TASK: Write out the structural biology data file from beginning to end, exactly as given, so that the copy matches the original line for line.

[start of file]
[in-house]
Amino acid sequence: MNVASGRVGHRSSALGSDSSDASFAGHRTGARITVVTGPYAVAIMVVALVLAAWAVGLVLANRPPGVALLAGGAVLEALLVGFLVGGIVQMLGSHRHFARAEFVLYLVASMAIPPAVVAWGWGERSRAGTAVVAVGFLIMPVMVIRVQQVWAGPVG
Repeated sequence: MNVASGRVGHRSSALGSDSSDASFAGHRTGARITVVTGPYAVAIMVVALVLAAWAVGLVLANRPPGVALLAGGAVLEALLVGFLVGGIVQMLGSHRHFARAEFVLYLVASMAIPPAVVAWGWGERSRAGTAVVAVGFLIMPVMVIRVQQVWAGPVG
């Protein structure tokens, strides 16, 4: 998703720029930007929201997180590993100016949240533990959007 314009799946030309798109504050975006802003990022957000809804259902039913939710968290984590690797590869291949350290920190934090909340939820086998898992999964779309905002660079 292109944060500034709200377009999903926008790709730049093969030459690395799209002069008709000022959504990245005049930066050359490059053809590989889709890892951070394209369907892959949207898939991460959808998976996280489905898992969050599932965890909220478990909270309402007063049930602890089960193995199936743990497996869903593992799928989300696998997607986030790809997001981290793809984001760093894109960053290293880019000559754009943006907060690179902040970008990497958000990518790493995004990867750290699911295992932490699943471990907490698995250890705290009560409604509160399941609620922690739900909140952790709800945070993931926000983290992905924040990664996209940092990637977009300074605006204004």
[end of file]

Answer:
[in-house]
Amino acid sequence: MNVASGRVGHRSSALGSDSSDASFAGHRTGARITVVTGPYAVAIMVVALVLAAWAVGLVLANRPPGVALLAGGAVLEALLVGFLVGGIVQMLGSHRHFARAEFVLYLVASMAIPPAVVAWGWGERSRAGTAVVAVGFLIMPVMVIRVQQVWAGPVG
Repeated sequence: MNVASGRVGHRSSALGSDSSDASFAGHRTGARITVVTGPYAVAIMVVALVLAAWAVGLVLANRPPGVALLAGGAVLEALLVGFLVGGIVQMLGSHRHFARAEFVLYLVASMAIPPAVVAWGWGERSRAGTAVVAVGFLIMPVMVIRVQQVWAGPVG
């Protein structure tokens, strides 16, 4: 998703720029930007929201997180590993100016949240533990959007 314009799946030309798109504050975006802003990022957000809804259902039913939710968290984590690797590869291949350290920190934090909340939820086998898992999964779309905002660079 292109944060500034709200377009999903926008790709730049093969030459690395799209002069008709000022959504990245005049930066050359490059053809590989889709890892951070394209369907892959949207898939991460959808998976996280489905898992969050599932965890909220478990909270309402007063049930602890089960193995199936743990497996869903593992799928989300696998997607986030790809997001981290793809984001760093894109960053290293880019000559754009943006907060690179902040970008990497958000990518790493995004990867750290699911295992932490699943471990907490698995250890705290009560409604509160399941609620922690739900909140952790709800945070993931926000983290992905924040990664996209940092990637977009300074605006204004």